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Legendre v. Huntington Ingalls Inc.

United States District Court, E.D. Louisiana

July 6, 2017


         SECTION I



         Arguing that this Court's remand order was “patently erroneous, ” R. Doc. No. 30-1, at 7, because it “irreconcilably conflicts with express holdings by the Fifth Circuit, ” R. Doc. No. 30-1, at 5, and “disregard[ed]” statutory language, R. Doc. No. 30-1, at 6, Huntington Ingalls (“Avondale”) moves[1] to stay this Court's remand order. Because a remand is presently likely regardless of however the Fifth Circuit rules, the Court denies the motion to stay.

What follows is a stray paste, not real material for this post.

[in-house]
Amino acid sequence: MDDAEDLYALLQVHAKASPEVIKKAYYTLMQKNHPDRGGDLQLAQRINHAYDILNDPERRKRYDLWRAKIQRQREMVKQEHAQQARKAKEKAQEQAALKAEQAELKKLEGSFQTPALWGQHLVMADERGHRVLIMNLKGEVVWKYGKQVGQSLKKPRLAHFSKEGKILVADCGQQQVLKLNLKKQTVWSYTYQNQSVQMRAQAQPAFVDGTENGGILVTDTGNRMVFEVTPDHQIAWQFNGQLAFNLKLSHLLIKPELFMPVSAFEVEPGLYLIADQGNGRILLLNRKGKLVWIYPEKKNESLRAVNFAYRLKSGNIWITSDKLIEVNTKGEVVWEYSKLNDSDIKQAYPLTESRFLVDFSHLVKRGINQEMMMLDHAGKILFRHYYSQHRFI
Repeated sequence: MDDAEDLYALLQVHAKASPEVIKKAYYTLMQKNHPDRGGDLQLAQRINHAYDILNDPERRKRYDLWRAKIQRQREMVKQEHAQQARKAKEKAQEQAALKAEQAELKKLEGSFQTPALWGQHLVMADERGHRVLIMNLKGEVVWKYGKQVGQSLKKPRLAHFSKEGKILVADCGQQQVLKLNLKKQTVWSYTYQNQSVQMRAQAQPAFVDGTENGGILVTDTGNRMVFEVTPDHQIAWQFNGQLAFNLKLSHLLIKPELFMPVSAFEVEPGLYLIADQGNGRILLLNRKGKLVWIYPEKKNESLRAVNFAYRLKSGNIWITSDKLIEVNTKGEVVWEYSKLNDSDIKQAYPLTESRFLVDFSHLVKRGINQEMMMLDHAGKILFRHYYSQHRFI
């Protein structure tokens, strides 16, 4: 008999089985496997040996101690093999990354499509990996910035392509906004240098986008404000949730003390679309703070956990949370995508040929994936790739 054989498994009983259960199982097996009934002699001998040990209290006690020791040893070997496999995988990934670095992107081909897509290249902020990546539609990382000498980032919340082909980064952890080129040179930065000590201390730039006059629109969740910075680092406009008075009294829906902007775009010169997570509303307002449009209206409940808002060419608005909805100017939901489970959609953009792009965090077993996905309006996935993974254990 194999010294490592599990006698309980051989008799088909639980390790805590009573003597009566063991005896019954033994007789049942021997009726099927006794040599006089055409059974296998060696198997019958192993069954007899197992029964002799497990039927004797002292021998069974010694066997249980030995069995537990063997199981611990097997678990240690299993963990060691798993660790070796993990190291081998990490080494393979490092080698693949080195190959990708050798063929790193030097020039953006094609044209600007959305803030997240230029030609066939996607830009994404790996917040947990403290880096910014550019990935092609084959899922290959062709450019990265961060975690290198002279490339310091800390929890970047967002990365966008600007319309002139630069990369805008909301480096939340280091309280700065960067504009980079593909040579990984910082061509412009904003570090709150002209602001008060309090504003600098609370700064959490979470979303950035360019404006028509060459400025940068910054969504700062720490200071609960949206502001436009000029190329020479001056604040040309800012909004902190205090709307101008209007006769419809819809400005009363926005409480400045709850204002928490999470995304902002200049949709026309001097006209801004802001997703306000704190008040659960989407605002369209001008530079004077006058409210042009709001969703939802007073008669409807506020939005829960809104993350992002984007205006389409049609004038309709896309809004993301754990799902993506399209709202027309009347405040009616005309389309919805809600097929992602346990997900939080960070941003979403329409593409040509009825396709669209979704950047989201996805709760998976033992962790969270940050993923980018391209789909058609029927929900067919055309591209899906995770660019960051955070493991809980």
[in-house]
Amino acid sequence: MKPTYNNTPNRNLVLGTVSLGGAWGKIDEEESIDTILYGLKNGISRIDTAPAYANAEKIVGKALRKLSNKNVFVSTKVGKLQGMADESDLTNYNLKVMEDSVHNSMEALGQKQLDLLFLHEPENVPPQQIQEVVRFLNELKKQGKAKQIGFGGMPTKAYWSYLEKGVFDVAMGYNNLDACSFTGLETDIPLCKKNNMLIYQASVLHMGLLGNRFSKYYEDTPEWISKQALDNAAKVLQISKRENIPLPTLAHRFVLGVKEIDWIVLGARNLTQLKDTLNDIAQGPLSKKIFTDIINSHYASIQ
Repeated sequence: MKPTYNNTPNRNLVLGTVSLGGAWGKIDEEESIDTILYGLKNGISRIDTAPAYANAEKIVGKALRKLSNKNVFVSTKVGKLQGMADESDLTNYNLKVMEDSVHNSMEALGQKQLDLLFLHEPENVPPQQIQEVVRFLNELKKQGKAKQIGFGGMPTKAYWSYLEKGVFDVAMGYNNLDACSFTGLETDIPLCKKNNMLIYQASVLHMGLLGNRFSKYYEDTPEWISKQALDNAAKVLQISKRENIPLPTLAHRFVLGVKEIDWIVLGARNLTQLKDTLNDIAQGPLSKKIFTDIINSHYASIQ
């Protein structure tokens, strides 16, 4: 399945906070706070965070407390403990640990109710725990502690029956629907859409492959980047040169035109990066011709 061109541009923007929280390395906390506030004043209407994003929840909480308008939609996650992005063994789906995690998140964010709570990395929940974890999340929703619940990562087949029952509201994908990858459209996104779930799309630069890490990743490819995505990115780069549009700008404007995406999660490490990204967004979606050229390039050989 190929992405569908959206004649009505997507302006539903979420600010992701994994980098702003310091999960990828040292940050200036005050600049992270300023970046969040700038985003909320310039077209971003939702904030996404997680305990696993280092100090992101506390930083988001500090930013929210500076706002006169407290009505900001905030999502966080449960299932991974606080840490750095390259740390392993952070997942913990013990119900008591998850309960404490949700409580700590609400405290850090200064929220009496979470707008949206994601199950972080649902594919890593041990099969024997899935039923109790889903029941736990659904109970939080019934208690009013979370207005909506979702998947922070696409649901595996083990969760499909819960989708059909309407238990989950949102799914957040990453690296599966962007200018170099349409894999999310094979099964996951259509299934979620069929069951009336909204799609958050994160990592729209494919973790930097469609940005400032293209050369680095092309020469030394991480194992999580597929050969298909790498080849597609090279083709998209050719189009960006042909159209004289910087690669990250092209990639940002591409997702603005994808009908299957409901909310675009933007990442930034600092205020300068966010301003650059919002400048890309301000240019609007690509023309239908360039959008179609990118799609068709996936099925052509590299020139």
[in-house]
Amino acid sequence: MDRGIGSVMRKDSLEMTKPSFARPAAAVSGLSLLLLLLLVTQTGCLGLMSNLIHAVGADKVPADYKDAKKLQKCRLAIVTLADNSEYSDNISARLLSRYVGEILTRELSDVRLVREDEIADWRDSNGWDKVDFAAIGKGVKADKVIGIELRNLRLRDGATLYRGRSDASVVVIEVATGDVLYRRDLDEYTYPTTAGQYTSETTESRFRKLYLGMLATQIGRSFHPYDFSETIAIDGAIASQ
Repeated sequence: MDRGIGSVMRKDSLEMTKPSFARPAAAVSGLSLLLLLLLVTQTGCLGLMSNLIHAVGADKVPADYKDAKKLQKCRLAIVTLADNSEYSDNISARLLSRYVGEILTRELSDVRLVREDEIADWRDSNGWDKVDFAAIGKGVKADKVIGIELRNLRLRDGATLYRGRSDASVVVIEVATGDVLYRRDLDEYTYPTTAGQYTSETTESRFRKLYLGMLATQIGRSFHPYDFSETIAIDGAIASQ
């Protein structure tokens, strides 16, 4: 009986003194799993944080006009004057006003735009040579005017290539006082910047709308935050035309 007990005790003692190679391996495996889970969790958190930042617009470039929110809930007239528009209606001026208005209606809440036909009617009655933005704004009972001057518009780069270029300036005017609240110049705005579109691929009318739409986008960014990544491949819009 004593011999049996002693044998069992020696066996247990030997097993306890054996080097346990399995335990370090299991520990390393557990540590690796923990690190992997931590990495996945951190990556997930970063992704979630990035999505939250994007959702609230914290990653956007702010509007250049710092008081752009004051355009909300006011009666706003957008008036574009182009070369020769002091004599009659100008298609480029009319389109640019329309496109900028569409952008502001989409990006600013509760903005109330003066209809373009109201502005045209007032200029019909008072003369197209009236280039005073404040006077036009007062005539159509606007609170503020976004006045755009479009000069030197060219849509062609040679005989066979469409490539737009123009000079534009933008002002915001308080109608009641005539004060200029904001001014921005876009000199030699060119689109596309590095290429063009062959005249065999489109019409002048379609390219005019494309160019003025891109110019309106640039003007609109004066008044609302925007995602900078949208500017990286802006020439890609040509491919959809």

This Court considers four factors when deciding whether to grant a stay pending appeal. See Planned Parenthood of Greater Tex. Surgical Health Servs. v. Abbott, 734 F.3d 406, 410 (5th Cir. 2013). First, whether the movant has made a strong showing that it will succeed on the merits of the appeal. Second, whether the movant will suffer irreparable harm absent a stay. Third, whether the balance of hardships-i.e., the harm that the movant will suffer absent a stay balanced against the harm that the stay would impose on the other parties interested in the proceedings-favors a stay. Fourth, whether the public interest favors a stay.